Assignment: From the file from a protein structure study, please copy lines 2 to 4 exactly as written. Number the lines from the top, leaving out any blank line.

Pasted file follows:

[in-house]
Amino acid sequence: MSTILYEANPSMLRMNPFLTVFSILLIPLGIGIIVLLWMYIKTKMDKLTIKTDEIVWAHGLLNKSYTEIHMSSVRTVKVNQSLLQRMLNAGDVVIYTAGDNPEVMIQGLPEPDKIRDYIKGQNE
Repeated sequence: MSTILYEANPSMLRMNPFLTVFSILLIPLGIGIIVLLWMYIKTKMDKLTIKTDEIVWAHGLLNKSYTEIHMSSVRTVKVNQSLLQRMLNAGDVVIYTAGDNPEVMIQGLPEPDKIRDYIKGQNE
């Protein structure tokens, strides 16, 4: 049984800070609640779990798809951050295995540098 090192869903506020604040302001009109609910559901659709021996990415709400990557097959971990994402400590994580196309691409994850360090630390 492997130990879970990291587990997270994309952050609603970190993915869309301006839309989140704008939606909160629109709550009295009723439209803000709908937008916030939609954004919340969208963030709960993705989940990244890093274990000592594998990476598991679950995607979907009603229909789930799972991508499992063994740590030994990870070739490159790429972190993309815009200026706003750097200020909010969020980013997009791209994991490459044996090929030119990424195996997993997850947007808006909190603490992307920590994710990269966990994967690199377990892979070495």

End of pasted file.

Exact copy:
Amino acid sequence: MSTILYEANPSMLRMNPFLTVFSILLIPLGIGIIVLLWMYIKTKMDKLTIKTDEIVWAHGLLNKSYTEIHMSSVRTVKVNQSLLQRMLNAGDVVIYTAGDNPEVMIQGLPEPDKIRDYIKGQNE
Repeated sequence: MSTILYEANPSMLRMNPFLTVFSILLIPLGIGIIVLLWMYIKTKMDKLTIKTDEIVWAHGLLNKSYTEIHMSSVRTVKVNQSLLQRMLNAGDVVIYTAGDNPEVMIQGLPEPDKIRDYIKGQNE
């Protein structure tokens, strides 16, 4: 049984800070609640779990798809951050295995540098 090192869903506020604040302001009109609910559901659709021996990415709400990557097959971990994402400590994580196309691409994850360090630390 492997130990879970990291587990997270994309952050609603970190993915869309301006839309989140704008939606909160629109709550009295009723439209803000709908937008916030939609954004919340969208963030709960993705989940990244890093274990000592594998990476598991679950995607979907009603229909789930799972991508499992063994740590030994990870070739490159790429972190993309815009200026706003750097200020909010969020980013997009791209994991490459044996090929030119990424195996997993997850947007808006909190603490992307920590994710990269966990994967690199377990892979070495």